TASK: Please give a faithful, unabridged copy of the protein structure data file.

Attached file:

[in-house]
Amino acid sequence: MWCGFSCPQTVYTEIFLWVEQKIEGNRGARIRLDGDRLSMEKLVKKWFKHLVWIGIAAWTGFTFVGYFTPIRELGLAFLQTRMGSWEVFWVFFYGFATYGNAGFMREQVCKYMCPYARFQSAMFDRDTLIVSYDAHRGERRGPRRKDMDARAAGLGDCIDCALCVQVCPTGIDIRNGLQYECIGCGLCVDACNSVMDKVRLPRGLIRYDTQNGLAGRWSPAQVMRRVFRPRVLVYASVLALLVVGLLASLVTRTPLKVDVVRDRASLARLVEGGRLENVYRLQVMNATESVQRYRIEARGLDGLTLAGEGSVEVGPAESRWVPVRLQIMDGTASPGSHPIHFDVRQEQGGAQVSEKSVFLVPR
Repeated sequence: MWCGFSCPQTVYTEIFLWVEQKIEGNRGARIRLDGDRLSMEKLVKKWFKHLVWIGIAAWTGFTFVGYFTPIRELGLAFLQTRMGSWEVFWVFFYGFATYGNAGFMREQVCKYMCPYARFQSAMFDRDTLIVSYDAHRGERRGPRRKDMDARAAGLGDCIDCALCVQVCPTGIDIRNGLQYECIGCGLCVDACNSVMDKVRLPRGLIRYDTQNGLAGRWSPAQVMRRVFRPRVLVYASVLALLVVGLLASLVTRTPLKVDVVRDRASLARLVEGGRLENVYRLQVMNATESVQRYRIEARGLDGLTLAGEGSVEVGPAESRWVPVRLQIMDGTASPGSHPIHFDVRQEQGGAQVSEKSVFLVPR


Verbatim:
[in-house]
Amino acid sequence: MWCGFSCPQTVYTEIFLWVEQKIEGNRGARIRLDGDRLSMEKLVKKWFKHLVWIGIAAWTGFTFVGYFTPIRELGLAFLQTRMGSWEVFWVFFYGFATYGNAGFMREQVCKYMCPYARFQSAMFDRDTLIVSYDAHRGERRGPRRKDMDARAAGLGDCIDCALCVQVCPTGIDIRNGLQYECIGCGLCVDACNSVMDKVRLPRGLIRYDTQNGLAGRWSPAQVMRRVFRPRVLVYASVLALLVVGLLASLVTRTPLKVDVVRDRASLARLVEGGRLENVYRLQVMNATESVQRYRIEARGLDGLTLAGEGSVEVGPAESRWVPVRLQIMDGTASPGSHPIHFDVRQEQGGAQVSEKSVFLVPR
Repeated sequence: MWCGFSCPQTVYTEIFLWVEQKIEGNRGARIRLDGDRLSMEKLVKKWFKHLVWIGIAAWTGFTFVGYFTPIRELGLAFLQTRMGSWEVFWVFFYGFATYGNAGFMREQVCKYMCPYARFQSAMFDRDTLIVSYDAHRGERRGPRRKDMDARAAGLGDCIDCALCVQVCPTGIDIRNGLQYECIGCGLCVDACNSVMDKVRLPRGLIRYDTQNGLAGRWSPAQVMRRVFRPRVLVYASVLALLVVGLLASLVTRTPLKVDVVRDRASLARLVEGGRLENVYRLQVMNATESVQRYRIEARGLDGLTLAGEGSVEVGPAESRWVPVRLQIMDGTASPGSHPIHFDVRQEQGGAQVSEKSVFLVPR